The One About Titles

First things first: I hope you're all having a wonderful Thanksgiving! I have about an hour before our turkey is ready, so I thought I'd check in here. (Trying to get back into good blogging habits, however hard it is at times!) SO. If you follow me on Tumblr and Twitter, this won't be new information, but I need to update everyone who only reads here--Black is the Color has a new title! After weeks and weeks of back and forth between my publisher (really, it sounds like everyone at Hyperion weighed in), my agent, and myself, we finally came up with a title that works both as a book and series title: The Darkest Minds.

The number one question that emerges from this change is, of course, why we changed it at all. I have a real soft spot for Black is the Color as a title, as do many of the people who have read early drafts and understand what it means/where it comes from. But that's the root of the problem right there--you have to read the book to really understand what the title is all about (and trust me, when you read it you will ALL get it and see why I picked it). That generally doesn't make for a super... marketable title. A memorable one, yes, but also a confusing one.

One of the reasons why I haven't been able to share a cover with you yet is that the designer has had to go back to the drawing board several times. Black is the Color ended up being an extremely hard title to work with from a cover perspective--certain images and styles made it look like a book centered on race relations, others made it look too much like a book about a painter or painting in general. Originally, I had been hoping that Hyperion would go with a typography-based cover (the design being centered around the font, rather than a cover image--a great example of this is Girl with the Dragon Tattoo or Beautiful Creatures), but Sales felt that if we were sticking with the title, we needed to have human beings on the cover--but the human being covers weren't really working either. By giving the story a new title, the designer has a bit more range in the images/style they can choose.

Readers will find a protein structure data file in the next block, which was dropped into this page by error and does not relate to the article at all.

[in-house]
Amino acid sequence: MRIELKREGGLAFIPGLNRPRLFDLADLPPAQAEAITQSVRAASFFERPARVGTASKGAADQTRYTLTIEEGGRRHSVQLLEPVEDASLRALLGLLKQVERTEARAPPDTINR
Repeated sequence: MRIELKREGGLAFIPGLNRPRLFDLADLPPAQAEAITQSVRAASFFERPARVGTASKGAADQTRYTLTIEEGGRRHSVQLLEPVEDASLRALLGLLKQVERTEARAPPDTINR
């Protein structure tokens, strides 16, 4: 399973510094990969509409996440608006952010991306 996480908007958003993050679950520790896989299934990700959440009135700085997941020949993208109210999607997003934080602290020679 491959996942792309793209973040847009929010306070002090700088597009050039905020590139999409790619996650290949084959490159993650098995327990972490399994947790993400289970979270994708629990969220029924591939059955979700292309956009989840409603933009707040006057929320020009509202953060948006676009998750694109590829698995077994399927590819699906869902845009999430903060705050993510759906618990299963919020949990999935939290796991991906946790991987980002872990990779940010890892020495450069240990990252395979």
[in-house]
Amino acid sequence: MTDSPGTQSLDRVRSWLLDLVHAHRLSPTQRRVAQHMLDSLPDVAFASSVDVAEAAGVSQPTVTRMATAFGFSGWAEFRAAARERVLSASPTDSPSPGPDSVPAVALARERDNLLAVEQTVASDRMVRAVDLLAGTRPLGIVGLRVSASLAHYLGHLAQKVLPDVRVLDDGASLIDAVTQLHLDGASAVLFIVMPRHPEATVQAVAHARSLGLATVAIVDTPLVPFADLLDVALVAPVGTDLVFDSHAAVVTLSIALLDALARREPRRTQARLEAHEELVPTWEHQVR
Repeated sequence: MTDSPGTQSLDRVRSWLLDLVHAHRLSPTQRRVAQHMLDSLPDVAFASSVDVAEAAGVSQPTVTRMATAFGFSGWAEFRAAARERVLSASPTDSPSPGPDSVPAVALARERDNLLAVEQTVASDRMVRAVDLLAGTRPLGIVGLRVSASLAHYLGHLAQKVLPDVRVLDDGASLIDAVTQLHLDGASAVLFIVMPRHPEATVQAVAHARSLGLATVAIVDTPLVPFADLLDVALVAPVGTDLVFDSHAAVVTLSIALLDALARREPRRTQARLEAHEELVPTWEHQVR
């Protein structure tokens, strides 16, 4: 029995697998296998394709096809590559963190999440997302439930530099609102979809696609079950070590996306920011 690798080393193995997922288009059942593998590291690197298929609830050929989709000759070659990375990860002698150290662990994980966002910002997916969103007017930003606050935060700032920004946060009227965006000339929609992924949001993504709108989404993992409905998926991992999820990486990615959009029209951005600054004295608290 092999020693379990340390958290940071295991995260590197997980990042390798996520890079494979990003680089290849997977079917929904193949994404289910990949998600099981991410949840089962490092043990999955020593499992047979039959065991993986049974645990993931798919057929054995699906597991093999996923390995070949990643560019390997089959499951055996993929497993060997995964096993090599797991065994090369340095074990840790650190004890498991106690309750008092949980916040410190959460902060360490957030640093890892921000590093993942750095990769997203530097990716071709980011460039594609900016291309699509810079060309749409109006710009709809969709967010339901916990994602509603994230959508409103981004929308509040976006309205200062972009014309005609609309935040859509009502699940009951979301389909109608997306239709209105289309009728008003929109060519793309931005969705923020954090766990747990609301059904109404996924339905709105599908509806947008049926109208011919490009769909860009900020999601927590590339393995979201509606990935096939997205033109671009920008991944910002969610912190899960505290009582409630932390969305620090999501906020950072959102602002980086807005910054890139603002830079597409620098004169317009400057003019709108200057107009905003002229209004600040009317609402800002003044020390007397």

Anyway, anyway--I'm not at all upset about the title change. I had always expected it to go at some point in the process, and was shocked--and I mean shocked--when my agent didn't ask me to change it before submissions, and my editor didn't ask me to start thinking of new titles right from the get-go. The great thing about The Darkest Minds is that it clues you in from the start that the story is centered around "special" minds--I mean, the story is about telekinetic kids! Of course "minds" should be in the title. And, even better, it's the kind of title that leads you to think it's about one thing, but, by the time you're finished, will have you wondering if you were actually wrong on who possesses the darkest minds. :)

To be completely honest, the absolute best title for the story/series is Dangerous Minds. But, you know, taken:

(Gotta defer to Coolio and Michelle Pfeiffer, obv.)

I can't even tell you how many possible titles we went through to arrive at this one--I must have sent my editor and agent something like 50 of them, and they came back with even more, but none of the felt right to all of us. All of my favorite titles are on the longer side (The Things They Carried, The Forest of Hands and Teeth, Never Let Me Go, Do Androids Dream of Electric Sheep?, A Heartbreaking Work of Staggering Genius, Midnight in the Garden of Good and Evil), and I think we all felt like the YA community has exhausted most of the adverbs, nouns, adjectives, verbs that work as compelling single-word titles.

Turkey time! I hope you and yours have a wonderful day full of family, love, and yummy delicious food.